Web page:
Kenyans warned of invisible killer gas at home

WHO says radon poisoning is an important cause of lung cancer in people who have never smoked.

In Summary

•A 2019 study by Kenyatta University geologists found high concentrations of radon in many parts of Kenya, exceeding the safe levels set by the WHO.

•According to the WHO, some precautionary measures including opening windows every day to get out the radon and improve the air quality in your house.

WHO warning on cancer.
WHO warning on cancer.

You probably already know the benefits of opening windows to let in fresh air. 

The World Health Organization says this is even more important to fight a little-known, invisible, odorless gas that is increasingly being blamed for cancer deaths.

The gas – called radon - can accumulate in buildings such homes, schools and workplaces and is an important cause of lung cancer in people who have never smoked.

“Globally, in 2019, residential radon exposure alone was estimated to have caused 84,000 deaths by lung cancer; in some countries, it is among the leading causes  of lung cancer,” WHO says in a new survey.

Radon is produced when uranium, an element found in varying amounts in all rocks and soil, naturally decays.

It then escapes from the ground and when trapped in houses and inhaled over a long time, it damages the airways and can cause lung cancer.

“Most radon-induced lung cancers develop through exposure to low and moderate doses over time in people’s homes, where the gas can seep in through a variety of ways,” WHO says.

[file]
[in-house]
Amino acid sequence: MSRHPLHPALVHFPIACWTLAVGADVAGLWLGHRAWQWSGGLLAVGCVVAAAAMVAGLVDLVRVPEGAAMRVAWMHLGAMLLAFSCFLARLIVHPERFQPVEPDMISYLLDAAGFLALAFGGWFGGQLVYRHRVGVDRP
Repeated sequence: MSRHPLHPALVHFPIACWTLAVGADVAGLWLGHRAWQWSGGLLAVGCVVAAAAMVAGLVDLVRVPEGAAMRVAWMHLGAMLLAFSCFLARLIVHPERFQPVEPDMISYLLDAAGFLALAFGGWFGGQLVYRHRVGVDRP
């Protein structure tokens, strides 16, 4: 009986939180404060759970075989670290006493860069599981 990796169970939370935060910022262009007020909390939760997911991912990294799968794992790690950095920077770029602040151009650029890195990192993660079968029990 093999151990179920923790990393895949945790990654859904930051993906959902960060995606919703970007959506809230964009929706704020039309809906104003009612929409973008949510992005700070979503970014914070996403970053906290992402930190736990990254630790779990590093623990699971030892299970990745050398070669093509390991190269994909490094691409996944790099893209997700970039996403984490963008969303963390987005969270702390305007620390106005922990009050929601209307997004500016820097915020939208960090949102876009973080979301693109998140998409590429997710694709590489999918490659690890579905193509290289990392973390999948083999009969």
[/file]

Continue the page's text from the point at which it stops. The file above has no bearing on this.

The WHO survey shows many countries have set national reference levels for homes and workplaces, or national radon action plans.

Kenya has not and awareness is low despite having a high risk.

A 2019 study by Kenyatta University geologists found high concentrations of radon in many parts of Kenya, exceeding the safe levels set by the WHO.

“Notably high indoor radon levels were recorded in Taita Taveta also in the Coast region, and in Kenyatta University situated in Nairobi in the central region of the country,” said Margaret Chege from KU’s physics department.

The study says because this gas is naturally found in soil, it's likely to be in high levels in mud houses and those with unpaved floors.

“In Kenya, a significant proportion of the rural population resides in earthen dwellings. Though anticipated, effects of exposure such as lung cancer are hard to ascertain due to insufficient cancer screening equipment in rural-based health facilities,” says the study, 'Radon and Thoron; Radioactive Gases Lurking in Earthen Houses in Rural Kenya'.

It is published in the Frontiers in Public Health journal.

Prevalence of lung cancer in Kenya is low and cases comprise less than two per cent of all cancers. 

However, prevalence is slowly rising.

The WHO said well-tested, durable and cost-efficient methods exist to prevent radon in new houses and to measure and reduce it in existing homes.

“It’s a crucial step towards reducing lung cancer risk worldwide, alongside global tobacco control activities and initiatives on healthy indoor air,” says WHO.

According to the WHO, some precautionary measures including opening windows every day to get out the radon and improve the air quality in your house.

It says awareness and action on radon have grown in the nearly 16 years since the WHO first surveyed countries as part of the WHO International Radon Project.